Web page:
Porsche Spyder 550

One of the most iconic classic cars around is James Dean’s famous Porsche Spyder 550, his beloved “Little Bastard,” as he famously named it.

Only 90 Porsche Type 550s have been documented as built, with production lasting from 1952 and 1956, making each one that much more special. The type 550 became known as “Giant Killer” when their speed, aerodynamic design, and sporty exterior and interior alike gained respect in the racing world, beginning with a win at the season opener race at the Nurburgring in 1953 and continuing to come in first and second place (build 01 and 02 were entered) in their 1500 class in the Le Mans race only a month later.

Since each car was built by hand, some say no two Spyder 550s are the same, and each has a unique quality which made it ideal for different races. Indeed, many of those who purchased the car found it irresistible to race. Needless to say, their rarity has made this model highly coveted and many owners keep this car hidden away in their private collections, making the odds of spotting one quite slim.

Built with a four-cylinder engine, the Spyder 550 topped out at a measly (by today’s standards) 140mph with 110 HP at 6200 RPM, but in the early and mid 1950s, that was quite impressive. The car featured four forward speeds, as well as one reverse speed. Its list price in 1955 was $6,800, which today amounts to a cool $55,820.87.

James Dean built a career on being a “troubled youth” who loved to live fast and have plenty of fun. His prized Porsche Spyder 550 is among the most famous, and legendary, cars of his day. It is said that his car was cursed, and there are more than a few tragic accidents associated with his car’s salvaged parts. For Dean, his love for speed and this particular car meant his end, and he died suddenly when he was involved in a crash while driving his Spyder 550 on the way to a race in Salinas. His sudden death came not long after filming an interview in which he discussed safe driving, eerily concluding in a plea to drive safe because “the life you might save might be mine.” The crash solidified his status, as well as that of his car, as nothing short of a legend surrounded by myth and controversy, and captivating generations.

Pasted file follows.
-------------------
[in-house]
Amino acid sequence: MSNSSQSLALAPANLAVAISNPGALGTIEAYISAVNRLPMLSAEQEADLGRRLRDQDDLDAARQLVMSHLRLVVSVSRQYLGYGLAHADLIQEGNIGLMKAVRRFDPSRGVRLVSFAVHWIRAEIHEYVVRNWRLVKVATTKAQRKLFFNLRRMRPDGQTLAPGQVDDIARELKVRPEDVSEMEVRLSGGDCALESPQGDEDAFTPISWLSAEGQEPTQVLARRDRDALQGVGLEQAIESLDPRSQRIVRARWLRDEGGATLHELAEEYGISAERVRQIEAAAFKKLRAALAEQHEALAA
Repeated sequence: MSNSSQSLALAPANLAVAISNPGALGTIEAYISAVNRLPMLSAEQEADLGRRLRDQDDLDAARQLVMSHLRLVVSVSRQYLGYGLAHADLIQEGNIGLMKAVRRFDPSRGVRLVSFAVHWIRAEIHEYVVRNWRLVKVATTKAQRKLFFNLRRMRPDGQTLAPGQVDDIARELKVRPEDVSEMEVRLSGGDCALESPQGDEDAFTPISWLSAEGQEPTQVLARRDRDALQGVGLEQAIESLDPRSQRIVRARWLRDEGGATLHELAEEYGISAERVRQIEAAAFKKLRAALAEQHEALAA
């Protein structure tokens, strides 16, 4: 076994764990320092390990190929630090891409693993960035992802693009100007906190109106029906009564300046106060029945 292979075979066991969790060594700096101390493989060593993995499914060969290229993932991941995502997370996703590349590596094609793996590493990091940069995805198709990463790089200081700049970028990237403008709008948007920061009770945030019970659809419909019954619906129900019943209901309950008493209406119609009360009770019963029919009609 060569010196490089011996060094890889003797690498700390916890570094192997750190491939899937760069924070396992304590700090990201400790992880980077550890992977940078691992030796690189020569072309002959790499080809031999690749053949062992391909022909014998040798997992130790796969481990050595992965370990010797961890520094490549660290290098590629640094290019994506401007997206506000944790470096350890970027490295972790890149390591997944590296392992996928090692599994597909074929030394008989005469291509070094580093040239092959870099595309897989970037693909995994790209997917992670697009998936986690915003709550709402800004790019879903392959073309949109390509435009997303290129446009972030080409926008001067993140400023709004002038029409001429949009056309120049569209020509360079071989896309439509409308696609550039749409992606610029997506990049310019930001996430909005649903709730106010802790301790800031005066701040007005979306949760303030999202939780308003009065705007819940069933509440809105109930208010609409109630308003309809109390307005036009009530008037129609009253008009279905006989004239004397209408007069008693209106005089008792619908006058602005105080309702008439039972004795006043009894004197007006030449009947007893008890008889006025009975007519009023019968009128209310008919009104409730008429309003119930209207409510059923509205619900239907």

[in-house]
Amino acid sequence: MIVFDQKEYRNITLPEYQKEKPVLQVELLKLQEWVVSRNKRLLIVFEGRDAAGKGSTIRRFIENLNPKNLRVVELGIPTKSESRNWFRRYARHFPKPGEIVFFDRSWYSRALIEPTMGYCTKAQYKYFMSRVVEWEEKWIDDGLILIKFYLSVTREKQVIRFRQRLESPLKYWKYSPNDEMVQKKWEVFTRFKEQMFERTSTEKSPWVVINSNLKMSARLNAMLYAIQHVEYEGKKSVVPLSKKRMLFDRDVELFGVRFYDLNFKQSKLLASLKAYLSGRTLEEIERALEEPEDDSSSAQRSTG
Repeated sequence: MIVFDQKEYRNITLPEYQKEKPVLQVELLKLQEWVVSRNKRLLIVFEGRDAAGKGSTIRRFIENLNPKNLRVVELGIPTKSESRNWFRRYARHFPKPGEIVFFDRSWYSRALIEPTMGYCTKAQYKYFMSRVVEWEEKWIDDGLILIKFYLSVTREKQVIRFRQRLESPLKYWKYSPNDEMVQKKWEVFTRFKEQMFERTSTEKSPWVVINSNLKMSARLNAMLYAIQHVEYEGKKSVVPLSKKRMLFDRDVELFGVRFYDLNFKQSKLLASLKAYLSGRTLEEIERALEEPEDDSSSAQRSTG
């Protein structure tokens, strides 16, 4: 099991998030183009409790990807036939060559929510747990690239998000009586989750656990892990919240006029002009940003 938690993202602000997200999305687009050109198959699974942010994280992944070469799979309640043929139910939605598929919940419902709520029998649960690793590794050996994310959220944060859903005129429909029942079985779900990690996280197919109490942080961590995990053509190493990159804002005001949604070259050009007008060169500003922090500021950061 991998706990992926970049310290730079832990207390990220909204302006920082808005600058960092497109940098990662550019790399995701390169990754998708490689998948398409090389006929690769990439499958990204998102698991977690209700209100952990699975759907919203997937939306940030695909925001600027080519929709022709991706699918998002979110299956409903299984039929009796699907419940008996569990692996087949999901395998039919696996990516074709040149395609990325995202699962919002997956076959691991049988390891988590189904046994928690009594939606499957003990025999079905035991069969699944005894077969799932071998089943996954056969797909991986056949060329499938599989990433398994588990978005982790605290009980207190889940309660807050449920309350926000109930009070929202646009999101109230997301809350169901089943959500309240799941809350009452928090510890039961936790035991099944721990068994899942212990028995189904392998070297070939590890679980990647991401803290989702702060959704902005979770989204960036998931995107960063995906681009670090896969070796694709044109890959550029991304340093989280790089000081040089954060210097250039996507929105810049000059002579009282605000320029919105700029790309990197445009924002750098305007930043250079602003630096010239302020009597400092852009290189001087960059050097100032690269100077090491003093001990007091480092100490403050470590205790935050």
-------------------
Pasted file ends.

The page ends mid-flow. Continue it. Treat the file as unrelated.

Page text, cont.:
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For more information about the Spyder 550, check out this fan site.

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One Response to Porsche Spyder 550

  1. Mike Gulett says:

    James Dean’s early death is a real tragedy. Another racecar driver that I admire was friends with Dean and one of the last people to see him alive, Lance Reventlow, who also died young.

    I write about Lance Reventlow on My Car Quest:
    http://mycarquest.com/2011/03/lance-reventlow-and-the-scarab-race-car.html

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